How to shop for wine like a pro
So you stopped off at the grocery store or the neighborhood market to pick up some ingredients for dinner and you’ve decided to grab a last minute bottle of wine. But the shelves are so long and tall! And you don’t recognize most of the bottles! What the hell is muscadet? You start to panic. “Should I switch to beer?” you think. “Maybe the wine person will walk by right now.” But help doesn’t come. Don’t worry, we’ve all been there – there are more wines out there than any of us have time to try, and unless you’re a sommelier, you might have some difficulty picking out a great wine at the store without any guidance at all. So we talked to some local wine professionals to get tips on how to find the good stuff yourself.
Naturally, it all starts with where you’re shopping. Local grocery stores and neighborhood markets are going to have more curated selections, like Local Harvest Grocery, which has an excellent collection full of wine from local distributor F&R Wine Imports (and others). Larger stores like Schnucks have more options but may feel less personal and have fewer locally sourced options. Smaller markets like AO&Co. and Parker’s Table have awesome wine, from local distributors. “Parker’s has that value wall that’s super approachable,” Veritas Wine Selections account manager (and former Vicia sommelier) Jen Epley pointed out.
When it comes to larger grocery stores, both Epley and O+O Pizza beverage manager Ali Fallows find that Trader Joe’s has great value. “I’m a hardcore Trader Joe’s gal,” Fallows explained, adding that the chain often offers good wine at low prices and tends to have a much better selection than similar stores. Epley said that Trader Joe’s label wines frequently use grapes from great wineries, so you might be getting an excellent wine that costs less than it does under its normal label.
Wherever you’re shopping, here are a few tips to keep in mind when you’re browsing and start to feel in over your head.
“If it grows together, it goes together. If you’re having pasta, choose an Italian wine and match it to the color of your sauce. Pair Bolognese with a red wine, Alfredo with a white wine like chardonnay, and pesto with a green-tinted white wine, like an Italian sauvignon blanc. For pork schnitzel, do something German, like a riesling from the Mosel or Rheingau regions. And if you’re serving cornish hen, get something French – southern regions that are off the Mediterranean like Provence and Languedoc offer great value, as do Côtes du Rhône. – Jen Epley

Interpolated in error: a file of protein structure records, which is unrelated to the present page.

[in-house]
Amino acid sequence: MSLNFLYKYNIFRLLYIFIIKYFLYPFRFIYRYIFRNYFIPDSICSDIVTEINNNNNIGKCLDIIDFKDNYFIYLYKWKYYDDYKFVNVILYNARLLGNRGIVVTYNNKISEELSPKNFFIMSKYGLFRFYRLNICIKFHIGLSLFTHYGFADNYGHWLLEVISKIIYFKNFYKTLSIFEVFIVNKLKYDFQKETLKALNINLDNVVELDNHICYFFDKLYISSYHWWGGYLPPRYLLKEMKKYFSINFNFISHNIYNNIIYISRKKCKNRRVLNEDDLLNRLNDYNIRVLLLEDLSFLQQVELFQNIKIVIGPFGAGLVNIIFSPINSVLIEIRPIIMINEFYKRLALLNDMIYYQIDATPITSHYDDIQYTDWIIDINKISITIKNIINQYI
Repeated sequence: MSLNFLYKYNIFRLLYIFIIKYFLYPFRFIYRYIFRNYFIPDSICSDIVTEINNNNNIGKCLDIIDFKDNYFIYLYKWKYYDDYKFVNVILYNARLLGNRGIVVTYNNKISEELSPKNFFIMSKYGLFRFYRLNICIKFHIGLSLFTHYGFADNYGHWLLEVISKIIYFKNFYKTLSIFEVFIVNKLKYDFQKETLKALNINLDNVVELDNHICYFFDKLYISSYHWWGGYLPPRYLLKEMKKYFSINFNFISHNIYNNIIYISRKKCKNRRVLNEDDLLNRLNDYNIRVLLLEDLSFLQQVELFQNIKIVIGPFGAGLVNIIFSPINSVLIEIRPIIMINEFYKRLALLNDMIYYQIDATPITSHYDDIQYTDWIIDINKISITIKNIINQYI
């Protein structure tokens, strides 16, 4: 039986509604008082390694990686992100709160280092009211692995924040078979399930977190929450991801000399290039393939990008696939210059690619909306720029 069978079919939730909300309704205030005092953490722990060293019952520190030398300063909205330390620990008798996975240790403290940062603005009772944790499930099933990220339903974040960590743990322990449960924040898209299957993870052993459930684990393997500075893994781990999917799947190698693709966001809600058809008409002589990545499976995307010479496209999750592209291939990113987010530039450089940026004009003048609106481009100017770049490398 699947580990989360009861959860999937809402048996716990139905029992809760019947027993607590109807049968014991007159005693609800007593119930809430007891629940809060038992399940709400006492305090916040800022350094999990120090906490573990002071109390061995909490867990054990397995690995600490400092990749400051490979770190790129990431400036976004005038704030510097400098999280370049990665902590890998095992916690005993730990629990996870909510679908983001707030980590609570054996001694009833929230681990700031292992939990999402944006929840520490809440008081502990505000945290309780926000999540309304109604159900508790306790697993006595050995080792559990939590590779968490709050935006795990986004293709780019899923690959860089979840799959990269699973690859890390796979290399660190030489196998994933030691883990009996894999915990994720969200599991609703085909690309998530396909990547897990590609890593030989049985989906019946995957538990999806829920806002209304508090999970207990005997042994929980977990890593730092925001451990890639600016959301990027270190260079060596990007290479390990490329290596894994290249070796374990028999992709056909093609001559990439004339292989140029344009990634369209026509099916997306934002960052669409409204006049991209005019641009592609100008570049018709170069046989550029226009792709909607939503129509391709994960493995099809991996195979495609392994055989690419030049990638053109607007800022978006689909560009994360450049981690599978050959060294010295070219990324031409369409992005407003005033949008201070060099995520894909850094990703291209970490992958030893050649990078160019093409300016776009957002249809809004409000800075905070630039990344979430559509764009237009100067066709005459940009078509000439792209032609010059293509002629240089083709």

“The first advice I give people is to go for South African wine. The cool thing about Trader Joe’s is that a lot South African wine is ethically sourced – more so than other grocery stores.” - Ali Fallows
“I love Sicily. I think everybody needs to get on board with Sicily. Mount Etna has super nutrient-rich, ashy soils with hearty and healthy growing quality.” – Jen Epley
“Any Italian Chianti is super approachable, especially for people who like red wine. That’s a crowd-pleaser that has bright acidity.” - Ali Fallows
“Look at wines from Oregon. A lot of that soil is volcanic soil blended with fossil soil – really fertile, fruit-forward, subtle. Any of those pinot noirs or chardonnays – they drink like Burgundys.” - AF
“Anything from Spain’s Rioja region is good. They haven’t been having as drastic temperature shifts as the U.S. and France. And any Txakoli.” - Ali Fallows
“For Italian wine, that DOC or DOCG label is what I look for; for French wine, I look for AOC. No matter the price, it falls in with standards set by the government, so stylistically the wine will be the same regardless of what vineyard produces it.” - Ali Fallows
The finer details
“Don’t avoid sulfites – there’s more sulphur in orange juice and cured meats than in wine.” – Jen Epley